As you may already know, after many months of mounting excitement in the media, the PlayStation 4 is finally here. It’s hard to keep track of all the stories, features, games, and reviews.
Here’s what you need to know about the newest-generation console from Sony.
How Much Does It Cost?
$399.99 standard (one system + one controller), or between $460 and $520 if you buy a bundle (one system + one or two controllers + one or two games).
What Games Does it Play?
Right now, you can buy several new installments for existing popular game franchises such as Assassin’s Creed IV: Black Flag, Battlefield 4, Call of Duty: Ghosts, FIFA 14, Just Dance 2014, and Lego Marvel Universe, as well as brand new titles such as the family-friendly Knack. Click here to see a complete list of PS4 launch titles.
The PS4 is definitely designed to be a flexible system, so what we see now is only the beginning. This console has improved graphics (of course), as well as enormous processing power. Though the initial games don’t seem to have taken full advantage of this yet, there are undoubtedly many visually stunning games just over the horizon.
Sony has introduced a new camera, facial recognition software, and—for the first time—voice commands, giving the PS4 a Kinect-like potential (though as of now Sony is not quite up to par with Microsoft). The online services offered by PS4 are also much expanded from the PS3, with more options for online interaction and game downloads, plus a strong emphasis on social media.
The new PS4 controller is much nicer than the PS3’s (though with a shorter battery life). And each system comes with a simple headphone/microphone that you can plug directly into your controller for easy online chatting. Additionally, if you have a PS Vita, the two consoles mesh perfectly, creating the intriguing potential for dual-screen games.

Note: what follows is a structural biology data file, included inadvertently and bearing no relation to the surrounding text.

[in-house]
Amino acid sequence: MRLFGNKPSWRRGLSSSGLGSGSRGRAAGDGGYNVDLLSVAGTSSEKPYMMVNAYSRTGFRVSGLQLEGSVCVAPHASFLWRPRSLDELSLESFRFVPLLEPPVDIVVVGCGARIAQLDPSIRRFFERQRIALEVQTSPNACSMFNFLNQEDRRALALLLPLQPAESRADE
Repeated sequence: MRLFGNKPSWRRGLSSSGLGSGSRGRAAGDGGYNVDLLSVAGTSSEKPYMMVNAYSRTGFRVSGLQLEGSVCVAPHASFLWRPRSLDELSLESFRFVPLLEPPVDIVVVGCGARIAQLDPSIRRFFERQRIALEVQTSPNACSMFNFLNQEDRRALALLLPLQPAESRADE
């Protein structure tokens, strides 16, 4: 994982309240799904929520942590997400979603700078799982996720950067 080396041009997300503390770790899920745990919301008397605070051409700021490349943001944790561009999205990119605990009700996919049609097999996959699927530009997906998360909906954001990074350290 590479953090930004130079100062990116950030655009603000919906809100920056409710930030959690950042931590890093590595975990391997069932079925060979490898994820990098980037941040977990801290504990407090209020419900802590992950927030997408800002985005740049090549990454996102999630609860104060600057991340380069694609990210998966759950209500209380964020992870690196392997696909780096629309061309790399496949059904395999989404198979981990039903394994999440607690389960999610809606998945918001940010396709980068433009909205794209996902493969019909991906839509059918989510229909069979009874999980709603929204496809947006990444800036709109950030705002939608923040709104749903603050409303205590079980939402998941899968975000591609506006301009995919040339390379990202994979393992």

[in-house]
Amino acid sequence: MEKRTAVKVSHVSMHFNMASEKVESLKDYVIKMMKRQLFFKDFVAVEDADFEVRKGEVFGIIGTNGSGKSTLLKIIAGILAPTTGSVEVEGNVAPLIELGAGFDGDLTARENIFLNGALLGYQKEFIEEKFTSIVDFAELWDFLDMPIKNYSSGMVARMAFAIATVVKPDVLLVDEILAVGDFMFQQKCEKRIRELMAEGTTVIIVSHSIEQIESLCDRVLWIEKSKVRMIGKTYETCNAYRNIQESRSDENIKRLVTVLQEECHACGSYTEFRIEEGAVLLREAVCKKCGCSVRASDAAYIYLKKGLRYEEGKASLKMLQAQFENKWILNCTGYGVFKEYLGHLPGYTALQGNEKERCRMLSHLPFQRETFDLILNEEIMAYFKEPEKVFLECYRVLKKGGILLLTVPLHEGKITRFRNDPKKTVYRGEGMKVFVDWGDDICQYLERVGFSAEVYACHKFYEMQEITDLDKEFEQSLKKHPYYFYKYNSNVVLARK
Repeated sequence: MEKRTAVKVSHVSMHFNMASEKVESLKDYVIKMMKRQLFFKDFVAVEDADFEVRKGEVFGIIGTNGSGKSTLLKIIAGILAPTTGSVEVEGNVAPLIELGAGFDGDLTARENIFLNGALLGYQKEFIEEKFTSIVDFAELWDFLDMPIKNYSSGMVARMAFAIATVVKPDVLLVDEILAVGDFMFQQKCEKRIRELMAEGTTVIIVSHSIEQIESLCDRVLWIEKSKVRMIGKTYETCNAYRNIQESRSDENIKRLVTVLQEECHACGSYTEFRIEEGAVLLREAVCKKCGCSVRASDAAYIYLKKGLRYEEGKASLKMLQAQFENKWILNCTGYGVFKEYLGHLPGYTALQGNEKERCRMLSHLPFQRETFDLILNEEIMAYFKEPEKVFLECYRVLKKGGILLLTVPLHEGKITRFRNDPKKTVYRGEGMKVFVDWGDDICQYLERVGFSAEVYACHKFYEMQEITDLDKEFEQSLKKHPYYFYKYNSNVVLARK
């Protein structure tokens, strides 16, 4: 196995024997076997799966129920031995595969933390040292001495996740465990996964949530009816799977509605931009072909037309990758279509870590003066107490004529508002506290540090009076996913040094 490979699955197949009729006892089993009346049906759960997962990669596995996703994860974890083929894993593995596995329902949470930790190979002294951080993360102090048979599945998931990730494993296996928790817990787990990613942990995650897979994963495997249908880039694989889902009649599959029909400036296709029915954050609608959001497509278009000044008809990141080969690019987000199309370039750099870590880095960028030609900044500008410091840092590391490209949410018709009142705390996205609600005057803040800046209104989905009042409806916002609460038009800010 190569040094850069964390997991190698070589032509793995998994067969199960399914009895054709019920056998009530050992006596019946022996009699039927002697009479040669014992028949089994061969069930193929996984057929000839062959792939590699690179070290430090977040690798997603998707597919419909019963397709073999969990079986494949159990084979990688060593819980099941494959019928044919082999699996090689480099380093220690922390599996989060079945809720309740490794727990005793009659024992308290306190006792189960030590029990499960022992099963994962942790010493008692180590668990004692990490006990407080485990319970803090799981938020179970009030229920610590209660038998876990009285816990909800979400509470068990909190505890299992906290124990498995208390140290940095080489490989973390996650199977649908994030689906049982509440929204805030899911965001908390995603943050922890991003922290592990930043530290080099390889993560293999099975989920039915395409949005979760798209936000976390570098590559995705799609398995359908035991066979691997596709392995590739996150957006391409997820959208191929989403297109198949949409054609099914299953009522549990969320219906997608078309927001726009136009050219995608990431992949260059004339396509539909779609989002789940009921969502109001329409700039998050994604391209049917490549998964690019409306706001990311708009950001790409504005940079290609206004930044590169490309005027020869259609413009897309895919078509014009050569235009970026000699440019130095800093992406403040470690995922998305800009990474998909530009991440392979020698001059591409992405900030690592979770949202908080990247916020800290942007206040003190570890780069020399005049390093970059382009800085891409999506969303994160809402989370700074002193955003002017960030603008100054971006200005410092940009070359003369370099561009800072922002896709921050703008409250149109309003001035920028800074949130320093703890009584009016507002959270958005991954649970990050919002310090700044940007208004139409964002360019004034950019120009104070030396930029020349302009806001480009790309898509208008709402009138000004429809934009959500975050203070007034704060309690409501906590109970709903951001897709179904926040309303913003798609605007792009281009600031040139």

What Else Can It Do?
With the PS4, users can connect to Netflix, Amazon Instant Video, Hulu, and Redbox Instant Streaming without paying extra on top of their existing subscriptions. Plus, the newly revamped Video Unlimited service allows you to download movies before they go to DVD and to download TV shows the day after they air. The Music Unlimited service lets you build personalized playlists and listen to them while you’re gaming. But heads up: Video Unlimited is not a part of the UltraViolet licensing system, so you won’t be able to use your purchased media on any platform you like. Video Unlimited is now available on PS3, PS Vita, BRAVIA TV, or Xperia Smartphone, but not on Apple, Windows, or Google products.
The PS4 can also double as a Blu-ray player, but it will not, unfortunately, allow you to upload music from your own CDs (a nice feature from the PS3). Like everything on the PS4, though, this may change in future system updates.
It has been seven years since the PS3 was released, and a lot has been happening with technology in that time. Amazing games are still being made for PS3 (for now), so it can be hard to picture exactly how much will improve with a new system. But platforms are an integral part of game design, and the changes Sony makes now will affect new video games for years to come. As Polygon put it, “The processing power of next-gen machines allows developers to build their games differently from a design angle, which could potentially lead to new kinds of games and new kinds of gameplay.”
There’s nothing wrong with waiting a while before investing your money into a new system, especially if you’re not a fan of lining up at midnight to get your new console, but rest assured that you will be seeing some very cool new games because of this system, whether or not you play a PS4.
How do I get one?
Didn’t preorder? Hope is not lost, though it will be a bit of a battle to get the console before Christmas (if that’s your aim). Retailers have been opening and closing online orders for months, with varied availability. You can check sites like NowinStock or ZooAlert periodically to keep track. And of course, some PS4s will be kept on reserve for that time-honored American tradition, Black Friday. But you’d better get in line early.
If you still don’t manage to get your very own PS4, don’t worry too much. Because the PS4 is designed with so much forward flexibility in mind, there is no shame in waiting a few months before buying your console. The longer you wait, the better the PS4 will become.
Want more info on the PS4? Check out the official PlayStation Blog.
Did you wait in line for your PlayStation? Tell us about it in the comments.